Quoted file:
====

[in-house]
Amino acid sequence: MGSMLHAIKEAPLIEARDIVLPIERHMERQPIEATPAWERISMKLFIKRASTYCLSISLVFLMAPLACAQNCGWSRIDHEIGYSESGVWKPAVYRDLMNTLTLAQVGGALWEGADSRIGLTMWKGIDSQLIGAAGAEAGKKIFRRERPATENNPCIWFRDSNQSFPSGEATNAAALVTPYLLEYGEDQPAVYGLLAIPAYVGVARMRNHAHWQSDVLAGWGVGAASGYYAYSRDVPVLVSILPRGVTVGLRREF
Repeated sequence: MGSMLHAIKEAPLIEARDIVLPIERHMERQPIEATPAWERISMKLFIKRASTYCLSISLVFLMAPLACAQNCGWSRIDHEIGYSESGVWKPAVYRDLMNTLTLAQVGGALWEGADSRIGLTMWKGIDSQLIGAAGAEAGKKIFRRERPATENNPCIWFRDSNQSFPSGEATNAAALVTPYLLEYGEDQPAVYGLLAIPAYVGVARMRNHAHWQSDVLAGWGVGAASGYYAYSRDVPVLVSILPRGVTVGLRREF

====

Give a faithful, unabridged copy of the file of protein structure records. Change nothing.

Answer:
[in-house]
Amino acid sequence: MGSMLHAIKEAPLIEARDIVLPIERHMERQPIEATPAWERISMKLFIKRASTYCLSISLVFLMAPLACAQNCGWSRIDHEIGYSESGVWKPAVYRDLMNTLTLAQVGGALWEGADSRIGLTMWKGIDSQLIGAAGAEAGKKIFRRERPATENNPCIWFRDSNQSFPSGEATNAAALVTPYLLEYGEDQPAVYGLLAIPAYVGVARMRNHAHWQSDVLAGWGVGAASGYYAYSRDVPVLVSILPRGVTVGLRREF
Repeated sequence: MGSMLHAIKEAPLIEARDIVLPIERHMERQPIEATPAWERISMKLFIKRASTYCLSISLVFLMAPLACAQNCGWSRIDHEIGYSESGVWKPAVYRDLMNTLTLAQVGGALWEGADSRIGLTMWKGIDSQLIGAAGAEAGKKIFRRERPATENNPCIWFRDSNQSFPSGEATNAAALVTPYLLEYGEDQPAVYGLLAIPAYVGVARMRNHAHWQSDVLAGWGVGAASGYYAYSRDVPVLVSILPRGVTVGLRREF